Archive | April, 2015

21. Simple Political ReWording with Dangerous Consequences

26 Apr

This is a short blog devoted to something so important that it deserves a separate brief piece.  A minor alteration in a short phrase can have a profound negative affect on the outcome of elections. Here it is in its original form (supported by most Democrats) and its slanted rewriting for diversion:

1.  Original:  “Raise tax collection for the very rich”

2.  Slanted:  “Raise taxes”

The second looks similar to the first, but there is a profound difference. The second scares the general public and is a blatant misquote.  Republicans love to say that Democrats want to raise taxes.  They leave off: “for the very rich”.   I have seen this alteration over and over again and its negative effect is profound.  It really affects voter behavior and causes horrible damage to our country.

Here is an example.   According to CNN Money, “Calling for higher taxes on the rich has been a feature of every one of Obama’s budgets since 2009.”     See: http://money.cnn.com/2015/01/30/pf/taxes/obama-taxes-rich/

Republicans usually rephrase this as: “Obama wants to raise taxes”.  In fact, Obama has repeatedly said that he wants to lower or hold steady taxes for the middle class.  You can see this in the legislation he has promoted.   See the following for more info on Obama and middle-class tax reduction:  http://www.politifact.com/truth-o-meter/statements/2011/dec/01/barack-obama/obama-says-taxes-lower-middle-class/

20. Mr. Jones Saves Capitalism

26 Apr

The TED Conferences are a valuable source of intellectual information and stimulation.  I was excited when I read the recent talk title “Why We Need to Rethink Capitalism” (April 2015) by Paul Jones.   He describes “income inequality” and makes us feel that he really cares about this issue. He admits to being extremely wealthy but immediately rejects the idea of “higher taxes”, it’s not on his “bucket list.”  Note that he says simply “higher taxes”, not “higher taxes for the rich”. This is the first clue that we are getting brainwashed, and it is a typical ploy of Republicans: shortening “raising taxes for the wealthy”, a Democrat ideal, down to “raising taxes” to scare the general population.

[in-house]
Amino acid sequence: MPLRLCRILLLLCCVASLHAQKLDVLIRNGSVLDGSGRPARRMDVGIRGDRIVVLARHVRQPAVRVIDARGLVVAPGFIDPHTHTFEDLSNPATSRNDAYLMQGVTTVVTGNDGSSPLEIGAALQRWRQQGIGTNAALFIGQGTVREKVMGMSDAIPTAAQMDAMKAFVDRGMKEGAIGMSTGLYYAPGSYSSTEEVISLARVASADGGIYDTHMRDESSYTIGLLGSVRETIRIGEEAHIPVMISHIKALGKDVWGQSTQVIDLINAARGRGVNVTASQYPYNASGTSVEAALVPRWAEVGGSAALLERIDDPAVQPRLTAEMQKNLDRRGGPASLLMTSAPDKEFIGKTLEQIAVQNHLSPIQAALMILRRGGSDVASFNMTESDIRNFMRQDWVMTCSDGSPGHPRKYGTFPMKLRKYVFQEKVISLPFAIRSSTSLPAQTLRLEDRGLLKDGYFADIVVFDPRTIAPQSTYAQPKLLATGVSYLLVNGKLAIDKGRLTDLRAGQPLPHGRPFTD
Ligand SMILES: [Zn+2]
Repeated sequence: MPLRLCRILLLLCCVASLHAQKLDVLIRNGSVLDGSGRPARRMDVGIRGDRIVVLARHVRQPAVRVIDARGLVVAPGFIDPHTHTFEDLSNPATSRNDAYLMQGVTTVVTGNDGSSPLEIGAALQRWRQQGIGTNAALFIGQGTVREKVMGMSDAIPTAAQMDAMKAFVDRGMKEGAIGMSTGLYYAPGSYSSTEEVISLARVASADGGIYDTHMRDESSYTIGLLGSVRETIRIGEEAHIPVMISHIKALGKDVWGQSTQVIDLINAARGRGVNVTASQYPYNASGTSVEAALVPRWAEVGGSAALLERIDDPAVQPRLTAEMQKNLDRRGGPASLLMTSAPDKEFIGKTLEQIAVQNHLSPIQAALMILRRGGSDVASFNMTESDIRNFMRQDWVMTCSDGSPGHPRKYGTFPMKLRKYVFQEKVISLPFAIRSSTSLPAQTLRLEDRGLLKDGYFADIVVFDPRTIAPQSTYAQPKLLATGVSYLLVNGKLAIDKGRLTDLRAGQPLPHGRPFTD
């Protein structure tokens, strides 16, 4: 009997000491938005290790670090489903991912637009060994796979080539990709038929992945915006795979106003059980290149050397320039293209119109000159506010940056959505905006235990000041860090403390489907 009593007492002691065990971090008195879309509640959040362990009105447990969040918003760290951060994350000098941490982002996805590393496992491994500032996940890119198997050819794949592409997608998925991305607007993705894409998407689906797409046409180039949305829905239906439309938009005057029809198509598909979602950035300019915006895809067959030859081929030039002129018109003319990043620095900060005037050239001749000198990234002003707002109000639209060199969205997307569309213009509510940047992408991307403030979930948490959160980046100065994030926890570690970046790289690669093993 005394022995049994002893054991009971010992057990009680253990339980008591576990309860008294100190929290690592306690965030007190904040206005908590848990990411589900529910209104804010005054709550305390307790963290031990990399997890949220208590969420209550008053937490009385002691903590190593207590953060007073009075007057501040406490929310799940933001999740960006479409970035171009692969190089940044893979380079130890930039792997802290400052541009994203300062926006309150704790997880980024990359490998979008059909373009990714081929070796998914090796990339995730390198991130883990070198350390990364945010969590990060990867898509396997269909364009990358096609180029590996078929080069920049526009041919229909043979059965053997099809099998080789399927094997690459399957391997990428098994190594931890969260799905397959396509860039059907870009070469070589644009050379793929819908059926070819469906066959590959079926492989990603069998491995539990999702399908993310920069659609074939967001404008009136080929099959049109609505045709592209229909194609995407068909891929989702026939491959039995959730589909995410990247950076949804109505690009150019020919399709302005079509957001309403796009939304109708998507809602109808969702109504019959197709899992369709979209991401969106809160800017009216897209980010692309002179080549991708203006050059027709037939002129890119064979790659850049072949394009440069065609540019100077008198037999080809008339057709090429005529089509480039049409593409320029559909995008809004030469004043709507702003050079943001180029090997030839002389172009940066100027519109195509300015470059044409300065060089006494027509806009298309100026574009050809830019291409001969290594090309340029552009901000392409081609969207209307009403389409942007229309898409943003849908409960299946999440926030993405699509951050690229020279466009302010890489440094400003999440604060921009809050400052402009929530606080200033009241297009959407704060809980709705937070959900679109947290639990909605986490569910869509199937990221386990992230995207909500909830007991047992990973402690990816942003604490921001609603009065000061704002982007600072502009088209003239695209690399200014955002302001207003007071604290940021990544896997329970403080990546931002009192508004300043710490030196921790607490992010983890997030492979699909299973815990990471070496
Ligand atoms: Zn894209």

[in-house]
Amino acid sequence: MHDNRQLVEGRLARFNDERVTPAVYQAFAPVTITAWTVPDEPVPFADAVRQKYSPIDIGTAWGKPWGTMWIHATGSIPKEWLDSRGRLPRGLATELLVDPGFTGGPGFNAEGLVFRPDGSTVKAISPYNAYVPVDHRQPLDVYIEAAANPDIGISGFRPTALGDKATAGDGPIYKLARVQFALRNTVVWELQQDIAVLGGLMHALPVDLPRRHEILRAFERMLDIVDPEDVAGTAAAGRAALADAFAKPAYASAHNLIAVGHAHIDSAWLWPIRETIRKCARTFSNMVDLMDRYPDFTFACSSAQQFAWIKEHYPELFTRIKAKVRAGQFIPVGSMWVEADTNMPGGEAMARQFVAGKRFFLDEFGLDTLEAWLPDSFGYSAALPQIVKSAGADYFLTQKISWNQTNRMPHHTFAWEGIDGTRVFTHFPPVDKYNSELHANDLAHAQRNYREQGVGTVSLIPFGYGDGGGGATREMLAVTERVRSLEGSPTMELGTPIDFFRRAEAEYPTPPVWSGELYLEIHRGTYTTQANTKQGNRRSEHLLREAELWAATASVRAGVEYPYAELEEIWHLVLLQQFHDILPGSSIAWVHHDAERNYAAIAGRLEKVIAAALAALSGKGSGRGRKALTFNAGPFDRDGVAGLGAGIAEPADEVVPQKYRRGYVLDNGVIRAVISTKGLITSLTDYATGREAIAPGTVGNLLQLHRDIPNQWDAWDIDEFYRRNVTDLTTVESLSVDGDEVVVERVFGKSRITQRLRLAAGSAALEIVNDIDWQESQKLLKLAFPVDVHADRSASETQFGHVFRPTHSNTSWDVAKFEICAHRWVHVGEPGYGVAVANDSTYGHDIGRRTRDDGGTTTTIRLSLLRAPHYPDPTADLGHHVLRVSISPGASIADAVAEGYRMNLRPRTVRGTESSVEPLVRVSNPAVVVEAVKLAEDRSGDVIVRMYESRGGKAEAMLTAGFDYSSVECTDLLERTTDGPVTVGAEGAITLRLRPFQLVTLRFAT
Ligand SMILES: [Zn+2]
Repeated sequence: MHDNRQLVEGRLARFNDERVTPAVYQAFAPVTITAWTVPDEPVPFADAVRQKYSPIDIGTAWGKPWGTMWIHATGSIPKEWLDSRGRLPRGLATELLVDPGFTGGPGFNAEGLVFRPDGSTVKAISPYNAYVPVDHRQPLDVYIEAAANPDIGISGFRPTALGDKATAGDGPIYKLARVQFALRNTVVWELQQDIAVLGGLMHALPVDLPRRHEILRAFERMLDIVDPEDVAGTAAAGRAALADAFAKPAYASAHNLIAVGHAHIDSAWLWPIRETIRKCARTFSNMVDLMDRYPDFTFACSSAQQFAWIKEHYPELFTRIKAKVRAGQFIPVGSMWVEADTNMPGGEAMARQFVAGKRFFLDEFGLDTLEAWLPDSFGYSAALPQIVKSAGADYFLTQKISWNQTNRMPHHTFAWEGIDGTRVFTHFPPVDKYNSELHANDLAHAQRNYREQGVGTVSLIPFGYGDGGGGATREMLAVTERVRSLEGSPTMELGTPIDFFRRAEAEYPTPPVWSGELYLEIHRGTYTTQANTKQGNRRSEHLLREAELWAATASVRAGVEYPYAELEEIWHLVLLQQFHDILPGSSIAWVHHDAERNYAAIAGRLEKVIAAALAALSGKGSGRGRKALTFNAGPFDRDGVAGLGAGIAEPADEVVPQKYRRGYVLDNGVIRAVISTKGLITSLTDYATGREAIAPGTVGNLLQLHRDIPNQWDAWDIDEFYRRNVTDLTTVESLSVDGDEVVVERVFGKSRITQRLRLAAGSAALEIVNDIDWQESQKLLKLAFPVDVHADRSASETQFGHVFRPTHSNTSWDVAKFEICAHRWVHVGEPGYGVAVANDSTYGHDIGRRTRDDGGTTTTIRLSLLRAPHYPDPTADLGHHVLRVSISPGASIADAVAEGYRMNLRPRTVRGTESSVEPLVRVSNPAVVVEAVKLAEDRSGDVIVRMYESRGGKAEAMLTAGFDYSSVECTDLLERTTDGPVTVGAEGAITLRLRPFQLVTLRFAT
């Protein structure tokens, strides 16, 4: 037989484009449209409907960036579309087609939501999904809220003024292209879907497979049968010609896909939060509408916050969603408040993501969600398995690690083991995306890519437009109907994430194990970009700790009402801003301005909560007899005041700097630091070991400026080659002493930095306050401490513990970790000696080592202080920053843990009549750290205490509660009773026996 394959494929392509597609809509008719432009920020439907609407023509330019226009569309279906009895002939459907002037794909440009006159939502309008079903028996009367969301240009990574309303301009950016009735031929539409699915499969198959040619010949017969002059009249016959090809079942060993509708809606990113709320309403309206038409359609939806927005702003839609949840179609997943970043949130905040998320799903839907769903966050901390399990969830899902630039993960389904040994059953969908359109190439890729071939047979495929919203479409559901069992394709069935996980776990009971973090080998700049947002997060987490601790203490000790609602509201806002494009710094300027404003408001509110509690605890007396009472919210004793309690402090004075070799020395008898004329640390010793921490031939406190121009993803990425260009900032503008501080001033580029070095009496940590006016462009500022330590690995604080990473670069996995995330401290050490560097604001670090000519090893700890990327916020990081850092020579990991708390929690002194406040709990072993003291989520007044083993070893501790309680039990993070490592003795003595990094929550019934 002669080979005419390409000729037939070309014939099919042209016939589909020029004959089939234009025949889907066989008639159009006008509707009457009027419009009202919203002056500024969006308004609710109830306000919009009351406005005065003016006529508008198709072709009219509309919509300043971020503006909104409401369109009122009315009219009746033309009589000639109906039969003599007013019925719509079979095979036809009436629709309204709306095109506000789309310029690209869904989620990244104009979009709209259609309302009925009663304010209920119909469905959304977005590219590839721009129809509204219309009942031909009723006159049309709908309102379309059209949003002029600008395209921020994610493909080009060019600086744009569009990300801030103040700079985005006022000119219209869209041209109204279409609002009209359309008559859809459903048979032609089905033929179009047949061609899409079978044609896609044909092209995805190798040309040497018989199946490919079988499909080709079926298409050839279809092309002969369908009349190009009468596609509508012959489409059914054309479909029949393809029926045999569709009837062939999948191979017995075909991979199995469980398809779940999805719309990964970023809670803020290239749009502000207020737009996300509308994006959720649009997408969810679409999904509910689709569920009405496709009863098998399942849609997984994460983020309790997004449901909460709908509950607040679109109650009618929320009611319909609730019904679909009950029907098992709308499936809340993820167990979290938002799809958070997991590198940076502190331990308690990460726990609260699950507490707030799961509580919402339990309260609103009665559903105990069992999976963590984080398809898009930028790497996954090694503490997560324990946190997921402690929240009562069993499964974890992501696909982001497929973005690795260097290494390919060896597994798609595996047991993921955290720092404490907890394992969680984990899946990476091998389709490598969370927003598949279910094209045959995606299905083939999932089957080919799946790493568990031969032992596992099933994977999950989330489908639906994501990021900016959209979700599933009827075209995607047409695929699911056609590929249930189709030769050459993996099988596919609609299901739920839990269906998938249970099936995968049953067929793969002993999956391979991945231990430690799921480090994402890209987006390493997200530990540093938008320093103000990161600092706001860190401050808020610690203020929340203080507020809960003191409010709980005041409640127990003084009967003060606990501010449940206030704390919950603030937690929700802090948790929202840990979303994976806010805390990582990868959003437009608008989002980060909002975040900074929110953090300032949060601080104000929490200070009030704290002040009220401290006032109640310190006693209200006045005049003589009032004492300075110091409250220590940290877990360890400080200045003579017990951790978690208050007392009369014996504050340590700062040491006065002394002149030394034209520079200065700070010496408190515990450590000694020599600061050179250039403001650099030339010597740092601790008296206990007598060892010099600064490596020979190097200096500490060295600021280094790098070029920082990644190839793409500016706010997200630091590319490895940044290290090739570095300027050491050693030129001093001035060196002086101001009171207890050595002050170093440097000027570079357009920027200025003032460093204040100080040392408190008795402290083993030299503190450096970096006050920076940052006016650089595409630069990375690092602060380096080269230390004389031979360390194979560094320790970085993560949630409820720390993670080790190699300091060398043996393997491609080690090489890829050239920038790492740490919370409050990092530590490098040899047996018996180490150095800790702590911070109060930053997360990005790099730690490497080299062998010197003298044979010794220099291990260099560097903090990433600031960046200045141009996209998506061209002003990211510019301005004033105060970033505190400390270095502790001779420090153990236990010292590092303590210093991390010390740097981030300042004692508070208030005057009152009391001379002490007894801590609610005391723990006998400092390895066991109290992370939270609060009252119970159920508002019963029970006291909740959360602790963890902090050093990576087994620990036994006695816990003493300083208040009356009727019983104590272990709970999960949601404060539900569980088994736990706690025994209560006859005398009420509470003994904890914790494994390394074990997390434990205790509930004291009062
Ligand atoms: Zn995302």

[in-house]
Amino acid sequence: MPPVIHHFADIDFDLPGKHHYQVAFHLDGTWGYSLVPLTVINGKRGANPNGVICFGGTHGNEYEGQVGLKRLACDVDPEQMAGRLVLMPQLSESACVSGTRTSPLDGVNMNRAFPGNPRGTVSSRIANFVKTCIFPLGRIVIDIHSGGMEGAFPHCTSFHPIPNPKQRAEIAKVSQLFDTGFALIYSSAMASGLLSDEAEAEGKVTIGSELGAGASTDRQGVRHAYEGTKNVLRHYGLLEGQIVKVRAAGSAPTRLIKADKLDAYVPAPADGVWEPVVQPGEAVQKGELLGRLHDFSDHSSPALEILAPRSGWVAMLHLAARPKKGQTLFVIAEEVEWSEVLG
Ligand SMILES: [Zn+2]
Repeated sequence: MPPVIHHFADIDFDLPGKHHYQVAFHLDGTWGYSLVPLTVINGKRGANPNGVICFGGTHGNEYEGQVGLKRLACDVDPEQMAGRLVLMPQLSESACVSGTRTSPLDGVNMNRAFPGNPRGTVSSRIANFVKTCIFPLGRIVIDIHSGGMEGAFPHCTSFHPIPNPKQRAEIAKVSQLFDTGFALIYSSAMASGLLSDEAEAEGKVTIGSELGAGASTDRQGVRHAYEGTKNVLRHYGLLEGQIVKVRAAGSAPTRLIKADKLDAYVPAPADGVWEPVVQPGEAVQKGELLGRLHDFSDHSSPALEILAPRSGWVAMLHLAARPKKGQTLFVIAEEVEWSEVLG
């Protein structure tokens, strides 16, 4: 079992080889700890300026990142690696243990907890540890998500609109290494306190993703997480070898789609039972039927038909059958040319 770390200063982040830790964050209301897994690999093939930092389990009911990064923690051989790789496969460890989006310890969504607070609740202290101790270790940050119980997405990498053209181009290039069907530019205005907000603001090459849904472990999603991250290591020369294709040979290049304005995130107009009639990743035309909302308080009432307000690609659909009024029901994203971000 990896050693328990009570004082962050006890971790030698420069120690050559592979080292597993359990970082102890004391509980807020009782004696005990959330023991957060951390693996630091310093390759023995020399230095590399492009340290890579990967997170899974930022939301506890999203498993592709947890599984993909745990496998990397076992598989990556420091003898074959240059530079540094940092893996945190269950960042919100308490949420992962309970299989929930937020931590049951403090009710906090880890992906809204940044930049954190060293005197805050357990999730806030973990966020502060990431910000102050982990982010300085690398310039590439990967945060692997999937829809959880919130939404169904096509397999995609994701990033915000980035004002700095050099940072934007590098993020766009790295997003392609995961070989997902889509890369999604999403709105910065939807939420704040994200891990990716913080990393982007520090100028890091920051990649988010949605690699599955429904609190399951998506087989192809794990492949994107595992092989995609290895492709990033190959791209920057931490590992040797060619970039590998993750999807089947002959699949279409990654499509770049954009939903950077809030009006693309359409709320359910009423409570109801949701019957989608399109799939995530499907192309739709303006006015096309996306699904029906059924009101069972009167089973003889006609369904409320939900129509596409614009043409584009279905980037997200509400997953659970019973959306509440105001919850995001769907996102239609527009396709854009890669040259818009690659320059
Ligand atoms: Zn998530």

What he suggests is something very special.  He proposes “actually trusting the system that got us here.” We must increase the “justness in corporate behavior”.  In fact, he actually started an organization devoted to determining and implementing “just corporate behavior”.  He does not propose a solution but leaves it up to the public to lead this effort.  Pure capitalism cannot be trusted — that is why “anti-trust” legislation was implmented early in the 20th Century. History shows that unregulated capitalism often spirals out of control, leaving poverty and despair in its wake.  Remember Enron, and remember the banks “too-big-to-fail” with the bailout paid for by the public — and many other examples.

No doubt this idea will please the naive.  And rich people will be happy to work on a voluntary system that will be a diversion from real solutions.  This approach at best will provide token improvements and will make happy those that should be paying higher taxes.  We must raise tax rates at the highest levels, and close tax loopholes, many of which were created by congressional payoffs.  I have worked with government-supplied data to see if increased taxes could provide substantial help for those in need.   Regardless of what politicians say, it will help, and some of the increased revenue could be devoted to infra-structure repair (a job creator).

It is sad that the obvious Republican diversion tactics from real solutions like higher tax collections from the rich, can be effective with large segments of our population.  For decades, rich people have enjoyed unfair income advantages, and it is time to implement real change.  A final thought: there are some moral rich people who realistically promote tax fairness, but most got to their elevated positions by the ruthless disregard of others less fortunate.